Cheryl Forino Wahl ’87 wanted to go to medical school. Until, that is, her rude encounter with organic chemistry sent her career pivoting in a different direction.
It was a direction that landed Wahl on the road to success – and a place on Ethisphere Magazine’s 2013 “Attorneys Who Matter” list.
According to the magazine, the list represents “the best and brightest in the legal field.” Wahl, chief compliance officer at University Hospitals of Cleveland, was one of 15 such officers on the 76-person list. “It’s quite humbling to be recognized among a group of such distinguished compliance professionals,” says Wahl of the honor.
So what does a chief compliance officer do? “My job is to keep our executive team out of jail, to ensure that our leaders’ pinstripes stay going vertically and not horizontally,” Wahl jokes.
In all seriousness, Wahl has the important job of advising UH employees on the hospital’s policies and how those policies relate to each of them. Her department also manages a compliance hotline, conducting nearly 1,000 investigations per year.
“The issues can range from a patient who is concerned that his or her privacy has been violated to an allegation that an employee is misusing their time at work,” Wahl says. “We take each case seriously and follow up on every concern that is raised.”
Deeply inspired by Rich Grejtak’s class at Gilmour, Wahl majored in classical studies as an undergrad at Colgate University. But her interest in medicine never subsided, even if she did “bomb” organic chemistry.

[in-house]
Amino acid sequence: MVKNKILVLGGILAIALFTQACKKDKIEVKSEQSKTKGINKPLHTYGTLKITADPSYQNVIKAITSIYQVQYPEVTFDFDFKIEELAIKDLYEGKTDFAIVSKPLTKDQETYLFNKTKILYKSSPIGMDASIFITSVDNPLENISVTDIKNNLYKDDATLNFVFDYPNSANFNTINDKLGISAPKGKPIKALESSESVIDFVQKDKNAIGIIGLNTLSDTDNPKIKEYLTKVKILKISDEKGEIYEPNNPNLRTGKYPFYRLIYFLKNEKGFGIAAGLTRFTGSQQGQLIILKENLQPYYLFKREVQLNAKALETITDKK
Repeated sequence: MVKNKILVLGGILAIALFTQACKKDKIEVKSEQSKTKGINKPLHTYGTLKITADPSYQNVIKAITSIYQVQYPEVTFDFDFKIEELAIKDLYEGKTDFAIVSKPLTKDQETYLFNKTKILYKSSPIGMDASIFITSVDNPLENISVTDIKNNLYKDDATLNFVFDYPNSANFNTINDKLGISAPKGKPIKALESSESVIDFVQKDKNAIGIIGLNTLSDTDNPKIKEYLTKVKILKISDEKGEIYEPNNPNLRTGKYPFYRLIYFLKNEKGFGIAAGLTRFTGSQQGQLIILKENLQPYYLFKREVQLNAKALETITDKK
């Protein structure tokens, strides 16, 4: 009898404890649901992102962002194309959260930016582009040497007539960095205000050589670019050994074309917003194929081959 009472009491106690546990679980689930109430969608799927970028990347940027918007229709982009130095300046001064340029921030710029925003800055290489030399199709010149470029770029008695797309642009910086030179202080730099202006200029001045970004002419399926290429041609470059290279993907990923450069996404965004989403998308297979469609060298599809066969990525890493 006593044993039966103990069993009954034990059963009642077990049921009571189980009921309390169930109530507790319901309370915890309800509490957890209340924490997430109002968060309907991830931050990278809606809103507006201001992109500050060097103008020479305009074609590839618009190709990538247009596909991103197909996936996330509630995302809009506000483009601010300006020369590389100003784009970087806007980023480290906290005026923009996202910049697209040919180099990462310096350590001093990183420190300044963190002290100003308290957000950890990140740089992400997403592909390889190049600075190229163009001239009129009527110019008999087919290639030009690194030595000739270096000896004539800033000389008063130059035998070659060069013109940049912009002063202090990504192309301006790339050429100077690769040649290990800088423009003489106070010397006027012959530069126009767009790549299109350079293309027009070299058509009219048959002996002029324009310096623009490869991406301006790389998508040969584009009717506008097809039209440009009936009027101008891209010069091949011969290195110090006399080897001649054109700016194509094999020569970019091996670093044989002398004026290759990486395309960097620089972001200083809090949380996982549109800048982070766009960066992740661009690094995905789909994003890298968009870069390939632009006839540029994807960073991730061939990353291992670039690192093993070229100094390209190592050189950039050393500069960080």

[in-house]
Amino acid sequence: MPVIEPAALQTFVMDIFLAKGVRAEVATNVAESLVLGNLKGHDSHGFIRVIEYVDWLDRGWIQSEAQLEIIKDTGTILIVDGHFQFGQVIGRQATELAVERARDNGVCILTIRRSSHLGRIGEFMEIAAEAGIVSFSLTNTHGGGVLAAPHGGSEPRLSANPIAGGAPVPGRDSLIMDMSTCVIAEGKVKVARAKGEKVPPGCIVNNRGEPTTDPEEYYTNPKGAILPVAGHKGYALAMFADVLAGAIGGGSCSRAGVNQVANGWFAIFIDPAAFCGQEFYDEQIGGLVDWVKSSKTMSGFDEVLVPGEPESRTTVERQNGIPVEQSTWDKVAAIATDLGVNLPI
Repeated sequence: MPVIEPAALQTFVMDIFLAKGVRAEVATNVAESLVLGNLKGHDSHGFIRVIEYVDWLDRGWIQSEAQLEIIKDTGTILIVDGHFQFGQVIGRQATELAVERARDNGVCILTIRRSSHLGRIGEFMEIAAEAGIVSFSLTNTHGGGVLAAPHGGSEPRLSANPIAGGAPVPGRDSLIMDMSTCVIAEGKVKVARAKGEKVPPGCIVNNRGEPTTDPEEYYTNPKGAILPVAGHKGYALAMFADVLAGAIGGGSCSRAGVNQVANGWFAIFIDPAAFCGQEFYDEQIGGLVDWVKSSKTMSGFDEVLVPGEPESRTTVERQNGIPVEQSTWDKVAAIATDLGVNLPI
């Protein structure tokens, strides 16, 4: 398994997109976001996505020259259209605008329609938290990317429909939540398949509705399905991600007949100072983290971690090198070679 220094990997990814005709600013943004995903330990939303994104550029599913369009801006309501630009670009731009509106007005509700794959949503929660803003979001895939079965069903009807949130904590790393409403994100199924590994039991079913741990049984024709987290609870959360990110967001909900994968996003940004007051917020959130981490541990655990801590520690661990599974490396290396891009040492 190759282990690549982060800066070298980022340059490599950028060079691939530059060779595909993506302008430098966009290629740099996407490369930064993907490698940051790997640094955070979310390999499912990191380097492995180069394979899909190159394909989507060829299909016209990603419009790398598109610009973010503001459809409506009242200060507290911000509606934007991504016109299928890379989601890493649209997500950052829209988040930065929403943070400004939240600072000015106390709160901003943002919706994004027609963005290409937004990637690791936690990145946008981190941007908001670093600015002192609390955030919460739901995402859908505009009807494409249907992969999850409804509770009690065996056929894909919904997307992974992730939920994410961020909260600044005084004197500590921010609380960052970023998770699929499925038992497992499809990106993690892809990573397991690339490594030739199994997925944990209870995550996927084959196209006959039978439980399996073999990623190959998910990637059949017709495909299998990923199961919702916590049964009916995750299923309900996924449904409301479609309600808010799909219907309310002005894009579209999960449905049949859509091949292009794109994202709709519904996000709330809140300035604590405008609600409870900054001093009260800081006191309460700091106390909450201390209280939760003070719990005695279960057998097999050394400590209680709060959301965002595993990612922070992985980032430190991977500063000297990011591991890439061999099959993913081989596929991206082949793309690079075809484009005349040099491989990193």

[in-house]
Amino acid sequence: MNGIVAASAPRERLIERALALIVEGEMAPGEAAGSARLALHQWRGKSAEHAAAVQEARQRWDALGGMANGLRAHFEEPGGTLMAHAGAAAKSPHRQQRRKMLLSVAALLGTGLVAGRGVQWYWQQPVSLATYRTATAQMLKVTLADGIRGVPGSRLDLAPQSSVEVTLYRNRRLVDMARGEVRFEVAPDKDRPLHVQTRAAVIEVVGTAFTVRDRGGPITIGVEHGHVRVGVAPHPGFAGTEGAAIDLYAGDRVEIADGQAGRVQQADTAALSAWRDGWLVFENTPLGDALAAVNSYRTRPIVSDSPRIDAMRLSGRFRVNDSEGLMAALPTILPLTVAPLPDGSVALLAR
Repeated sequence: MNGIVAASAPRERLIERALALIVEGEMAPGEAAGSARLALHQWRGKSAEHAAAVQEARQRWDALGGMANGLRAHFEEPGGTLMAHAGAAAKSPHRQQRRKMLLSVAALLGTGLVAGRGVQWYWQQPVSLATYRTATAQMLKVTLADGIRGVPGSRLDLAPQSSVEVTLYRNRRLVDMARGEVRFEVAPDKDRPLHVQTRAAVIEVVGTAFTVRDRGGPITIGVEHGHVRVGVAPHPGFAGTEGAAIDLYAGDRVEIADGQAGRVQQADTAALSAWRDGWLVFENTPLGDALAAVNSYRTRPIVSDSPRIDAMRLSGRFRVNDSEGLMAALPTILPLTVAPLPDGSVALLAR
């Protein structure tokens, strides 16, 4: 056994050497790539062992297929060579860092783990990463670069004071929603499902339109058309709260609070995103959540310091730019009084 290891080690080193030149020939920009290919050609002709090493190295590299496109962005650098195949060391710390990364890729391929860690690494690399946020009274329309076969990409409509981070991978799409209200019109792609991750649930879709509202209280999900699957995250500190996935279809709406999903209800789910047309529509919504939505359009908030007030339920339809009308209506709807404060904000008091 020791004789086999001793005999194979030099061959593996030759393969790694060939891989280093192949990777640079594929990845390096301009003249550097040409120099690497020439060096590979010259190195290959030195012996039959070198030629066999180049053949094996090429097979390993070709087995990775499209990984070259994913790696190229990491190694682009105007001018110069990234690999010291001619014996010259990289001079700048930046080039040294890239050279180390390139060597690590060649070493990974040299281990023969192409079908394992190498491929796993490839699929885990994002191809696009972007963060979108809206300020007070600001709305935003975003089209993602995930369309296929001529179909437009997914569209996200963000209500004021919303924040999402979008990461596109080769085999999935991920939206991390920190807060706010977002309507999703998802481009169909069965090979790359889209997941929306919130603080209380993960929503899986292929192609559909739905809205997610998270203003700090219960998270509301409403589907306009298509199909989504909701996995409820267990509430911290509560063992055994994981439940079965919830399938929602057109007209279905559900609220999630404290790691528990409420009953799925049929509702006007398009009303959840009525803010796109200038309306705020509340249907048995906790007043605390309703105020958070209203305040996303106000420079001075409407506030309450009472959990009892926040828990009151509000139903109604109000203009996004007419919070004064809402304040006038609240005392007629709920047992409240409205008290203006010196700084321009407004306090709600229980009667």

In her Colgate bioethics class with Dr. Jack Mitchell, Wahl had an epiphany; she saw that legal and medical issues could be deeply intertwined. So after graduating from Colgate, Wahl obtained a joint degree in law and medical ethics from University of Pittsburgh.
Wahl’s calling was cemented while in grad school, when her good friend and Gilmour classmate Susan Duffy Fegan ’87 helped land her a law clerk position with her uncle, Jim McMonagle ’62 – then the general counsel at UH. “It was that position that made me determined to find a job as an in-house health care lawyer,” Wahl says. “And here I am.”
But as vital as Wahl’s job is to her, her most important role is that of mom to two boys, 13-year-old AJ and 8-year-old Jack. AJ is in eighth grade at Chagrin Falls Middle School, while Jack is in the Primary Division at the Cleveland Clinic Center for Autism.
“Being a parent is probably the most challenging and rewarding job in and of itself,” Wahl says. “But having a child with special needs, whether it’s autism or any other disability, creates a whole different level of challenges and rewards. It has certainly taught me to appreciate the little victories and to be grateful for the many joys my children bring.”
Wahl credits her own parents, including her mom, longtime Gilmour Spanish and English teacher Lisa Forino, with endowing her with good values, a strong work ethic, a premium education, and even a keen fashion sense.
But her parents’ greatest legacies to her have been high self-esteem and the belief that she can achieve anything she sets out to do. “That mindset has enabled me to reach for high goals, both for myself and my children,” Wahl says. “And certainly having a child with autism means never giving up and always pushing to achieve more.”
It brings to mind Wahl’s favorite motto, the words of Winston Churchill: “Never, never, never give up.”
“I can apply it to so many things, whether it’s holding a pose in yoga, dealing with a difficult situation at work, or raising two wonderful children,” she says. “Giving up is never an option.”